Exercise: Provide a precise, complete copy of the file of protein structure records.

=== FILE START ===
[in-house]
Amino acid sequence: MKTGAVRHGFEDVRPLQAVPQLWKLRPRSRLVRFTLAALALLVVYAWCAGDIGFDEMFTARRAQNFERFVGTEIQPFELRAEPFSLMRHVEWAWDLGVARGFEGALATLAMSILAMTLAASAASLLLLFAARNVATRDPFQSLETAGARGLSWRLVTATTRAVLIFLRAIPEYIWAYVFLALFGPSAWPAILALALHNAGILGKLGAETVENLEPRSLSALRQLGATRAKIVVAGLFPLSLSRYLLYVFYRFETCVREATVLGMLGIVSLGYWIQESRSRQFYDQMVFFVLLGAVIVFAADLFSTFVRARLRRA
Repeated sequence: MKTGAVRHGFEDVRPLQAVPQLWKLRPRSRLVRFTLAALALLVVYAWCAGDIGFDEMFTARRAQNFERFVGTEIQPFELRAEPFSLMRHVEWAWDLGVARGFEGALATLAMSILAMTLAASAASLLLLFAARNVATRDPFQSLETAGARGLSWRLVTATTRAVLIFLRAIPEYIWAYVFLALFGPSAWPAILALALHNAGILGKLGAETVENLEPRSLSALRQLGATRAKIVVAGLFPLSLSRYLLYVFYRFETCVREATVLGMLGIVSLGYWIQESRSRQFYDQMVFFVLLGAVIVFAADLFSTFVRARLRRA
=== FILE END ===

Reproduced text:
[in-house]
Amino acid sequence: MKTGAVRHGFEDVRPLQAVPQLWKLRPRSRLVRFTLAALALLVVYAWCAGDIGFDEMFTARRAQNFERFVGTEIQPFELRAEPFSLMRHVEWAWDLGVARGFEGALATLAMSILAMTLAASAASLLLLFAARNVATRDPFQSLETAGARGLSWRLVTATTRAVLIFLRAIPEYIWAYVFLALFGPSAWPAILALALHNAGILGKLGAETVENLEPRSLSALRQLGATRAKIVVAGLFPLSLSRYLLYVFYRFETCVREATVLGMLGIVSLGYWIQESRSRQFYDQMVFFVLLGAVIVFAADLFSTFVRARLRRA
Repeated sequence: MKTGAVRHGFEDVRPLQAVPQLWKLRPRSRLVRFTLAALALLVVYAWCAGDIGFDEMFTARRAQNFERFVGTEIQPFELRAEPFSLMRHVEWAWDLGVARGFEGALATLAMSILAMTLAASAASLLLLFAARNVATRDPFQSLETAGARGLSWRLVTATTRAVLIFLRAIPEYIWAYVFLALFGPSAWPAILALALHNAGILGKLGAETVENLEPRSLSALRQLGATRAKIVVAGLFPLSLSRYLLYVFYRFETCVREATVLGMLGIVSLGYWIQESRSRQFYDQMVFFVLLGAVIVFAADLFSTFVRARLRRA